Run a Nostr Relay as Tor Hidden Service on OpenBSD

Let’s set up and run our own “private Twitter” on Nostr, a simple, open protocol that enables truly censorship-resistant publishing on the web!

Run a Nostr Relay as Tor Hidden Service on OpenBSD

Nostr, or “Notes and Other Stuff Transmitted by Relays”, is an open protocol that is designed for simplicity and censorship resistance, enabling decentralized publishing on the web. Even though the protocol allows publishing various content types, its most prominent use case so far have been social media status posts. Using client applications like Amethyst, Damus, and Iris, people can easily create a Nostr identity and join the flock of predominantly cryptocurrency enthusiasts.

Today we’re going to set up our own, private Nostr relay, as a Tor Hidden Service, on OpenBSD, and connect to it using the Amethyst Android client, allowing us to run our own “private Twitter” for us and our like-minded tinfoil hatter friends.


Usually, when I build an OpenBSD-based infrastructure, I use a Vultr VPS instance. Even though Vultr allows running Tor on their service unless it’s an exit node, for this setup I’d suggest taking a look at a different infrastructure provider that is more focused on privacy and ideally accepts payments via XMR.

Note: I won’t explicitly mention under which user I’m running each command, hence please read carefully. When the prompt shows bsdstr#, I’m acting as root user, otherwise, when it shows bsdstr%, I’m the using the _nostr user.

As soon as the OpenBSD VPS has booted, we can log in via SSH and perform a quick update of the system:

bsdstr# syspatch
bsdstr# pkg_add -u

After that, let’s begin by installing some handy tools:

bsdstr# pkg_add git zsh neovim wget mosh rsync htop

What I like to do is link nvim to vim, because typing vim is in my muscle memory. I also like to use zsh as shell. Since that’s all preference, these steps are optional:

bsdstr# ln -s /usr/local/bin/nvim /usr/local/bin/vim
bsdstr# chsh -s /usr/local/bin/zsh root

Another optional but useful thing that I like to do is to change the SSH port and disable password authentication / enable pubkey authentication. Make sure you have an authorized_keys entry with your pubkey in place before applying this change:

bsdstr# sed -i 's/^#Port 22/Port 31231/g;\
              s/^#PubkeyAuthentication .*/PubkeyAuthentication yes/g;\
              s/^#PasswordAuthentication .*/PasswordAuthentication no/g' \
bsdstr# rcctl restart sshd

Afterwards, disconnect from SSH, and re-connect, ideally using mosh, and launch tmux for the sake of comfort. See this post on how to make the mosh experience even smoother.


We begin by installing and configuring the Tor hidden service:

bsdstr# pkg_add tor
bsdstr# cat /etc/tor/torrc
Log notice syslog
RunAsDaemon 1
DataDirectory /var/tor
HiddenServiceDir /var/tor/hidden_service/
HiddenServicePort 80
User _tor

Next, enable the Tor hidden service:

bsdstr# rcctl enable tor
bsdstr# rcctl start tor

We can now check the hidden service’s Onion address:

bsdstr# cat /var/tor/hidden_service/hostname

This is the address that our hidden service will be available at.

Nostr Relay

For the Nostr Relay we’re going to use the strfry implementation.
Nope, we won’t, because it’s a PITA to compile on OpenBSD, since some dependencies are not easily installable through pkg_add.

For the Nostr Relay we’re going to use the nostr-rs-relay implementation.
Nope, we won’t either, because it won’t build.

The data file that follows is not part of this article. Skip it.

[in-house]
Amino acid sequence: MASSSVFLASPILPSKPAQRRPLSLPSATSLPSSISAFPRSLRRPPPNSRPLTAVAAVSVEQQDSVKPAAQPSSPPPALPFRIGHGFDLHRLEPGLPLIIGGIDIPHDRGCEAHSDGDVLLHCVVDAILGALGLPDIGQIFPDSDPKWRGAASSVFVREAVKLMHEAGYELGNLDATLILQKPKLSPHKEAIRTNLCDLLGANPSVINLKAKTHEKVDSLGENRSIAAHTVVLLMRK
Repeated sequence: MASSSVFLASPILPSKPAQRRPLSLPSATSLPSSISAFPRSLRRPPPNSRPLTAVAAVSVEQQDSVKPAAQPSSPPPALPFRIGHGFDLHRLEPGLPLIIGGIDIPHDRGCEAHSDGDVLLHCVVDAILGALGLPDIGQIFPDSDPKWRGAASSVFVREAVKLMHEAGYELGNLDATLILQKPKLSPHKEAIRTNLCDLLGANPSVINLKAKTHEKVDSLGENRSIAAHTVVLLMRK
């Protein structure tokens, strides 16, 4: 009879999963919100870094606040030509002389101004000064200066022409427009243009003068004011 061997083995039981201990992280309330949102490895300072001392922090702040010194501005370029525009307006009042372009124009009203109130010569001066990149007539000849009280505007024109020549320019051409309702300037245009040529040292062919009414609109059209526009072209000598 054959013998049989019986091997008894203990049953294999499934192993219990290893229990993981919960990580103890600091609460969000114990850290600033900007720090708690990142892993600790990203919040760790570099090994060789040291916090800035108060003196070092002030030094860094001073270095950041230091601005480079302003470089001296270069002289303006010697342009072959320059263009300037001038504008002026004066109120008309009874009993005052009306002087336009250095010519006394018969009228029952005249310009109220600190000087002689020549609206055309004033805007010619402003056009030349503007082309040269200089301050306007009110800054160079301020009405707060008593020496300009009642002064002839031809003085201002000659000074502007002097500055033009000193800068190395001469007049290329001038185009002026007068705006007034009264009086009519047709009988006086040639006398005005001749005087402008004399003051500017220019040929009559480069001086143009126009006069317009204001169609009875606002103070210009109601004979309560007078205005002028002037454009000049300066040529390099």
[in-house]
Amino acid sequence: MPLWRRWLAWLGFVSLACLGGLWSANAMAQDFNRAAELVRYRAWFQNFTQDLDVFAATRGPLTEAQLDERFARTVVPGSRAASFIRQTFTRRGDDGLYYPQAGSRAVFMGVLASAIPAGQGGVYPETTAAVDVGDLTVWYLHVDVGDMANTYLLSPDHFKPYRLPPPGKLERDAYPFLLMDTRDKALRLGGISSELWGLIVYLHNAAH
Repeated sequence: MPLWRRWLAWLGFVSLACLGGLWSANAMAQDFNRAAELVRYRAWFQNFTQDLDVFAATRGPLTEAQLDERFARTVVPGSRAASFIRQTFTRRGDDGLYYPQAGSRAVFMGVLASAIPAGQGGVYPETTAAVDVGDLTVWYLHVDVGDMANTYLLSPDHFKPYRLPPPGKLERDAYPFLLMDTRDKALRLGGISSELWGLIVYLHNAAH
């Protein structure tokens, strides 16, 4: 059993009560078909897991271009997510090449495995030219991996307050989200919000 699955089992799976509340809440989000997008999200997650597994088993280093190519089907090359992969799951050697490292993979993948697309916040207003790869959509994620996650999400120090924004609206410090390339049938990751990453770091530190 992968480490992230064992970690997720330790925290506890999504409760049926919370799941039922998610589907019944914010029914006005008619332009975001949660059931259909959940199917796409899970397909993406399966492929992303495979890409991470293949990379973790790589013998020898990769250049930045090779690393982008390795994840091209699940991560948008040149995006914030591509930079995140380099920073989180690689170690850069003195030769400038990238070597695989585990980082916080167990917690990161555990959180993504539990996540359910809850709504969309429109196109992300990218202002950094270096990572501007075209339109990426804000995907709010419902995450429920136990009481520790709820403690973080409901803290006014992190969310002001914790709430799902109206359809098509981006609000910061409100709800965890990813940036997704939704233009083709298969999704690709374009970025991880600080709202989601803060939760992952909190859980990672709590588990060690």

For the Nostr Relay we’re going to use the nostream implementation.
Nope, we won’t use that either, because screw Typescript, Node.js and NPM, as those became the soy version of Spring, Java and Maven, and are a PITA to deal with these days; Let alone the security issues of half-baked or intentionally compromised NPM packages.

For the Nostr Relay we’re going to use the rnostr implementation. Mainly because it’s fairly up-to-date and supports a couple more NIPs than my other choice, Nex. #elixir #ftw

First, let’s install the required software to build the relay:

bsdstr# pkg_add git rust

Next, we can git clone and build it:

bsdstr# git clone && cd rnostr
bsdstr# mkdir config
bsdstr# cp ./rnostr.example.toml ./config/rnostr.toml
bsdstr# #
bsdstr# ulimit -n 1024 
bsdstr# cargo build -r

Note: Feel free to adjust ./config/rnostr.toml to your needs. Make sure rnostr listens on, by setting the following configuration:

host = ""
port = 8080

Then we’re going to install the binary and the configuration:

bsdstr# cp ./target/release/rnostr /usr/local/bin/
bsdstr# cp ./config/rnostr.toml /etc

Next we create the _nostr group and user on the system:

bsdstr# groupadd _nostr
bsdstr# useradd -d /home/_nostr -m -c "Nostr" -g _nostr -L daemon -s /sbin/nologin _nostr

Now, create the rc.d file and adjust the permissions:

bsdstr# cat /etc/rc.d/rnostr

daemon="/usr/local/bin/rnostr relay -c /etc/rnostr.toml"

. /etc/rc.d/rc.subr

rc_cmd $1
bsdstr# chmod 555 /etc/rc.d/rnostr

Then make sure to enable and start the service:

bsdstr# rcctl enable rnostr
bsdstr# rcctl start rnostr

Nostr Client

Amethyst displaying rnostr relay

You should now be able to tell your client to connect to your .onion address by entering it as relay into your relays list. Depending on the client, you will probably have to configure Tor first. For my favorite client, Amethyst, you have to first install Orbot, activate it and then select “Tor/Orbot setup” in the hamburger menu to configure access through Orbot.

Note: For Amethyst, make sure to enter the Onion address of the relay with a ws:// prefix (e.g. ws://xyz.onion) until this issue is resolved.

Your own private Nostr relay is now ready to go! At this point you can begin looking into more advanced configuration, e.g. for NIP-42 (auth), rate limiting and metrics. For securing/hardening the setup, I would recommend having a look at the Darknet Opsec Bible.

Enjoyed this? Support me via Monero, Bitcoin, Lightning, or Ethereum!  More info.